The Design Pure Traction edition can only be opted with the Valencia Orange paint scheme and matching interior
The Z4 doesn't offer a lot more than before but continues to impress. It isn't surprising that the car is still priced the same. The Z4 sDrive35i can be yours for Rs 68.9 lakh while the new Design Pure Traction edition which you see here costs a lakh more. All prices are ex-showroom, pan-India. The Z4 offers quite a bit of standard features (although, we would have liked to see more from current BMW models) and is one of the most affordable hardtop convertibles available today. The less powerful Mercedes-Benz SLK and Porsche Boxster are much more expensive and there aren't many cars out there at this price point that get so much attention, some people including a few enthusiasts even thought the car costs a crore! So there you have it, if you're looking for a fun, affordable yet sexy convertible and most importantly if you are a BMW fan, the Z4 is still quite a good choice.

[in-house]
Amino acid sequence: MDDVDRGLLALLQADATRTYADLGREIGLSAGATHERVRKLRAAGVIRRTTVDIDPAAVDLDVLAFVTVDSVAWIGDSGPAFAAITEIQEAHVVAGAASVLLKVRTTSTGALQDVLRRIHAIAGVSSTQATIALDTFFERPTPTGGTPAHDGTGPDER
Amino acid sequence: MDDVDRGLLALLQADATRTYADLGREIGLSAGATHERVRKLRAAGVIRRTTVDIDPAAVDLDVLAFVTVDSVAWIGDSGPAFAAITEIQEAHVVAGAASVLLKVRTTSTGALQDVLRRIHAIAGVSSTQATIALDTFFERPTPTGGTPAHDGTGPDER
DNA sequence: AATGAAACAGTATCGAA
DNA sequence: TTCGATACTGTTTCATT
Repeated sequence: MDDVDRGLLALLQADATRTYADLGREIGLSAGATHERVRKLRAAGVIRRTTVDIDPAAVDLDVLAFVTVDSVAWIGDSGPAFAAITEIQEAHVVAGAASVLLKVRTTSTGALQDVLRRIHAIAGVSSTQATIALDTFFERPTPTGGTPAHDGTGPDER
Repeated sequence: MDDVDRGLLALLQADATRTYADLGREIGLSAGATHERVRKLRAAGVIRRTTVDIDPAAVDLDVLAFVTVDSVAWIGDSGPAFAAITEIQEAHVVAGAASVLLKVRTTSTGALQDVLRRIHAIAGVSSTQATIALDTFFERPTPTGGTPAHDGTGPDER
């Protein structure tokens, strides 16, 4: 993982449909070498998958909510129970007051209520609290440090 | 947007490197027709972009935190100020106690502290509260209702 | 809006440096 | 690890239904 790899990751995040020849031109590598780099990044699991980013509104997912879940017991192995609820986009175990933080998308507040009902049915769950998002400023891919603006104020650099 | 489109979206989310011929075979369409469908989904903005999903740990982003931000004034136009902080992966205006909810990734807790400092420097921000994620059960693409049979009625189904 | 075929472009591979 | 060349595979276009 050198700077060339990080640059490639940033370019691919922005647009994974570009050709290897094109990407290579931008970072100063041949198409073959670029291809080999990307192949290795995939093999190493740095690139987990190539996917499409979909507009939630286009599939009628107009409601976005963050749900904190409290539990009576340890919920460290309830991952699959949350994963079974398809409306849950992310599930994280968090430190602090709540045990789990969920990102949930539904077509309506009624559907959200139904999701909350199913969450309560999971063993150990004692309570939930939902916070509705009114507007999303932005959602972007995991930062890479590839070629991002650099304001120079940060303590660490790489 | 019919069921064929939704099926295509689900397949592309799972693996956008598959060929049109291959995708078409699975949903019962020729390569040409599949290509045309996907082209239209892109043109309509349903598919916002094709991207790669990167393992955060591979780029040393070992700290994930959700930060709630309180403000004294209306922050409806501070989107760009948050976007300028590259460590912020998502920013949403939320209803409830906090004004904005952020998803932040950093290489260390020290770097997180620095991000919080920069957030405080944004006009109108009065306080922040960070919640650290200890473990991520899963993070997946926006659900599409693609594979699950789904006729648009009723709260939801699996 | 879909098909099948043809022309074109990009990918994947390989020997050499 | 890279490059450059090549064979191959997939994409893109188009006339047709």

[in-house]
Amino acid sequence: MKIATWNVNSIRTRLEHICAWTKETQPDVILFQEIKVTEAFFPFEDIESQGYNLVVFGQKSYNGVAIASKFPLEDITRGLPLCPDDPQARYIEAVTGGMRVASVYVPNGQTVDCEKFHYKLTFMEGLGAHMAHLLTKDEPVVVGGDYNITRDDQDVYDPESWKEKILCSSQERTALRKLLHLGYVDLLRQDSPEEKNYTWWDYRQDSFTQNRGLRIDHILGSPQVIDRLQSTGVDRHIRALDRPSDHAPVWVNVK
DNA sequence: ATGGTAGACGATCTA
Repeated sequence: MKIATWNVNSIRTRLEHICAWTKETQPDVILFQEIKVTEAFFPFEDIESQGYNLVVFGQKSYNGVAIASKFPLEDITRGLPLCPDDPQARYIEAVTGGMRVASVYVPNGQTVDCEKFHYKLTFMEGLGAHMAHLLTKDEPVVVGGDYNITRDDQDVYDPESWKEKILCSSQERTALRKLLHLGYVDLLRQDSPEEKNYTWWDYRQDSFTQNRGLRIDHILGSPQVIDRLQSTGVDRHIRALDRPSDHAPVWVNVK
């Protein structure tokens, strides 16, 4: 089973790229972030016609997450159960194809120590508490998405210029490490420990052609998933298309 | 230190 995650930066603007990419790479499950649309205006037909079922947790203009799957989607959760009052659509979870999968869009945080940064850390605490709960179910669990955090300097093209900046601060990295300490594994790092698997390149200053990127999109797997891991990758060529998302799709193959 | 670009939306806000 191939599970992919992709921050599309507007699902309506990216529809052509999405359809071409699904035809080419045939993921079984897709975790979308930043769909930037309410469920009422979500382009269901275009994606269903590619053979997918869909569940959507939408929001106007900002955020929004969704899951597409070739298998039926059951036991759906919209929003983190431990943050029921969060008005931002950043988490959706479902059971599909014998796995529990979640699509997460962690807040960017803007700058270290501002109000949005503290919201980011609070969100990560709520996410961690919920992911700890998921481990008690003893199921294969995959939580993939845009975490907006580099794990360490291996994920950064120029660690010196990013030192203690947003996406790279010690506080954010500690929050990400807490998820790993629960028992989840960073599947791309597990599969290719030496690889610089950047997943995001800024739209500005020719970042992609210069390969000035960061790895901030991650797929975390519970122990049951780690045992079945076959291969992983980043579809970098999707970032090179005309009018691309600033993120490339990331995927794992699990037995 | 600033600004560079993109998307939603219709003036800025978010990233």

With the top down, the Z4 becomes even more involving to drive especially around corners
Images by Suresh Narayanan
Starts Rs 81.8 Lakhs
Starts Rs 1.02 Crore